Guest Poem by Lola Haskins

Lola Haskins’ fourteenth collection of poetry, Homelight (Charlotte Lit Press 2023), was named Poetry Book of the Year by Southern Literary Review. The one previous to that, Asylum (University of Pittsburgh, 2019), was featured in the New York Times Sunday Magazine. Past honors include four book prizes, two narrative poetry prizes, the Florida's Eden prize for environmental writing, and the Emily Dickinson Prize from Poetry Society of America. This poem is from Acumen 109.

The Perch

The glacier on which I stand has become an island.
Blue and white as the insides of clouds, it calves
into the sea which is no longer ice, and the new
beings, the calves, sink slowly, but they sink.

The glacier on which I stand is a mystery in which
I used to trust, the way a child trusts her parents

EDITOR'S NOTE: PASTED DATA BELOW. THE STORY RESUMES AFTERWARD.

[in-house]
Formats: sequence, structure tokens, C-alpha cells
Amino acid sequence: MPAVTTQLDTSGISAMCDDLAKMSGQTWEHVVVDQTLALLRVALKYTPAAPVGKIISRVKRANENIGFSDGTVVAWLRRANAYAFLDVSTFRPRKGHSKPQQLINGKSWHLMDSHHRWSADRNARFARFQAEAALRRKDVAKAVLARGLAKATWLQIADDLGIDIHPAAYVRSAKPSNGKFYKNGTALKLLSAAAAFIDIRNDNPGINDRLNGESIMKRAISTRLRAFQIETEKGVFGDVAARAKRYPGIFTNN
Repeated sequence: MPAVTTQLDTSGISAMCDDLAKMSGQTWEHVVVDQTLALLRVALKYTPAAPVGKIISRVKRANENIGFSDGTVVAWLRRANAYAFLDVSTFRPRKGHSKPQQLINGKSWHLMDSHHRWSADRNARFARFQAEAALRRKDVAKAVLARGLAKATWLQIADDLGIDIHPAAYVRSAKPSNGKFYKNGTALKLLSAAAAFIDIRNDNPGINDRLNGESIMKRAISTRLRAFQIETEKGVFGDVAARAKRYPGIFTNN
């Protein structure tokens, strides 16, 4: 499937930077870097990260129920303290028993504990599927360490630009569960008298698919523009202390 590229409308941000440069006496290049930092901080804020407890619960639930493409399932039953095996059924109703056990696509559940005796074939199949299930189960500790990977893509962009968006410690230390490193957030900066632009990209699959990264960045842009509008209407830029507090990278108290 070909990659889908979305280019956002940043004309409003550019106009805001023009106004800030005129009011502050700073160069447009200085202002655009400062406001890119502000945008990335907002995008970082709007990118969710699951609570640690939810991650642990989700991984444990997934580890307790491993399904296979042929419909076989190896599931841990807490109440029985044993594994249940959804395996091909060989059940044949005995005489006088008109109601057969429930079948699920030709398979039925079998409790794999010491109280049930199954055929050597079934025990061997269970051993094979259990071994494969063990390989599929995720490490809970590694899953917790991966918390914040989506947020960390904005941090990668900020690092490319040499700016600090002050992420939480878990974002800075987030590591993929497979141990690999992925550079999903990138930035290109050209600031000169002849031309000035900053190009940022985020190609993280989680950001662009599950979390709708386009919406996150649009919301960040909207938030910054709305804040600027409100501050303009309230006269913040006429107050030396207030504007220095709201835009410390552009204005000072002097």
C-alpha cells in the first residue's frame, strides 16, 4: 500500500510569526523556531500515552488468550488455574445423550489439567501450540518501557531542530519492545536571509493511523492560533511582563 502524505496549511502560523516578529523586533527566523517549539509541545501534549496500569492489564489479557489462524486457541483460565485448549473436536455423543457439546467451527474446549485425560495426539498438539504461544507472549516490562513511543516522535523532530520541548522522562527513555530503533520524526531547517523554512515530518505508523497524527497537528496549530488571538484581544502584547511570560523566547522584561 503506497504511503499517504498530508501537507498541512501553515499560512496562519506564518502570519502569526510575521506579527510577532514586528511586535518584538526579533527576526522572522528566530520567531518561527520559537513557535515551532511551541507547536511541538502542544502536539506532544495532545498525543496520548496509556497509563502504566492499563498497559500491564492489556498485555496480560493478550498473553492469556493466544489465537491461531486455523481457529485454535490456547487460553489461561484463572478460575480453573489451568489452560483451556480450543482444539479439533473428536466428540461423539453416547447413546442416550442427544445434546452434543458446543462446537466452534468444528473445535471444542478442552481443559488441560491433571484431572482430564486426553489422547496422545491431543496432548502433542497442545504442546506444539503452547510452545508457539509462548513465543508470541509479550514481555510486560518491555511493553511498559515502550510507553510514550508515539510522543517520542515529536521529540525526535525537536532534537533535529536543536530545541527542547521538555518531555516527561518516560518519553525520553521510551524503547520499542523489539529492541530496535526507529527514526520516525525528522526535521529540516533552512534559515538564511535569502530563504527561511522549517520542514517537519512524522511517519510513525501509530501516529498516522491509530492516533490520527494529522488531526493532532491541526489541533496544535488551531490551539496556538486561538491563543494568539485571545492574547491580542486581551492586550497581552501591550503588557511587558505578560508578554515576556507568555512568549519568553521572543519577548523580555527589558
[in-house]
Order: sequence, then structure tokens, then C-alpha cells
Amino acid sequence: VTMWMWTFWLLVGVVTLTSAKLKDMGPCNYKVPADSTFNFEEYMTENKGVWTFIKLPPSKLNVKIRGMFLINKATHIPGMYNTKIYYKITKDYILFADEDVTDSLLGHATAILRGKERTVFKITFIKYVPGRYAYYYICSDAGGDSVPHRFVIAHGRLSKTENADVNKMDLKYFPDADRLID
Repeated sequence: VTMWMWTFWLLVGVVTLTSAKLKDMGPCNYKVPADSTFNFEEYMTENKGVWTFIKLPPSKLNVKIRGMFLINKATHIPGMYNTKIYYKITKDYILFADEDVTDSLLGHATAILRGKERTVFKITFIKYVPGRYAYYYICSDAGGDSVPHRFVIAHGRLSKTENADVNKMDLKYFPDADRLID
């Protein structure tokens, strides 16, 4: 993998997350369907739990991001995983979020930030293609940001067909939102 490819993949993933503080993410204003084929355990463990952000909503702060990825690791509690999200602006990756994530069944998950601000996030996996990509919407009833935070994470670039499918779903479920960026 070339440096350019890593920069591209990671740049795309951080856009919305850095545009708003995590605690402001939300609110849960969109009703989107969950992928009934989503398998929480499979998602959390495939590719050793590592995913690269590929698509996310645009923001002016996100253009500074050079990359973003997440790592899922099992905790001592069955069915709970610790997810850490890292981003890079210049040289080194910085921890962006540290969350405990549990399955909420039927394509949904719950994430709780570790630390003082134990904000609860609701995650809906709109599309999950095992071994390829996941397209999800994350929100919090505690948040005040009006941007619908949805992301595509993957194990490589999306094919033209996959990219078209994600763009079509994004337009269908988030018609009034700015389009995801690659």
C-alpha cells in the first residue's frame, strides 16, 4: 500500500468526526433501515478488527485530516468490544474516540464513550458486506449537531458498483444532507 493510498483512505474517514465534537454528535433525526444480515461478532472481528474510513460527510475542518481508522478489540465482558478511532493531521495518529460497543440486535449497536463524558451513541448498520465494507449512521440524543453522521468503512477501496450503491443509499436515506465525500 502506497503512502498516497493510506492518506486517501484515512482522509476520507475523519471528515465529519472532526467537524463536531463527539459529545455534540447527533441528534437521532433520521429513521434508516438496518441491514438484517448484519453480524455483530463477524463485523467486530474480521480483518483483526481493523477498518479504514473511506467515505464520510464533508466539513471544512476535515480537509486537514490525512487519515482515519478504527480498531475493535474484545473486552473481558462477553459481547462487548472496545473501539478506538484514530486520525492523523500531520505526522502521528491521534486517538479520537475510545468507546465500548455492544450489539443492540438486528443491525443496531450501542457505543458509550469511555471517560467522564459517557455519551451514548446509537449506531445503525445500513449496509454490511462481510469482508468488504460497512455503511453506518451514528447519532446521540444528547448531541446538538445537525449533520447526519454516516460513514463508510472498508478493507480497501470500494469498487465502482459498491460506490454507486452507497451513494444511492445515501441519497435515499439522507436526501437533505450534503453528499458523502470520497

as if they were gods, though every night she sees
them vanish into the room where she is not allowed.

The glacier on which I stand is my life, is my
argument with the world, is the world. And
every moment my perch on it is smaller than
the moment before and soon the day will come

when its shifting edge will ease me into the slush
where my parents are, and my grandmother the crone,
who snored like a cow in the twin bed next to mine, and
would dress, arms akimbo, under her voluminous gown.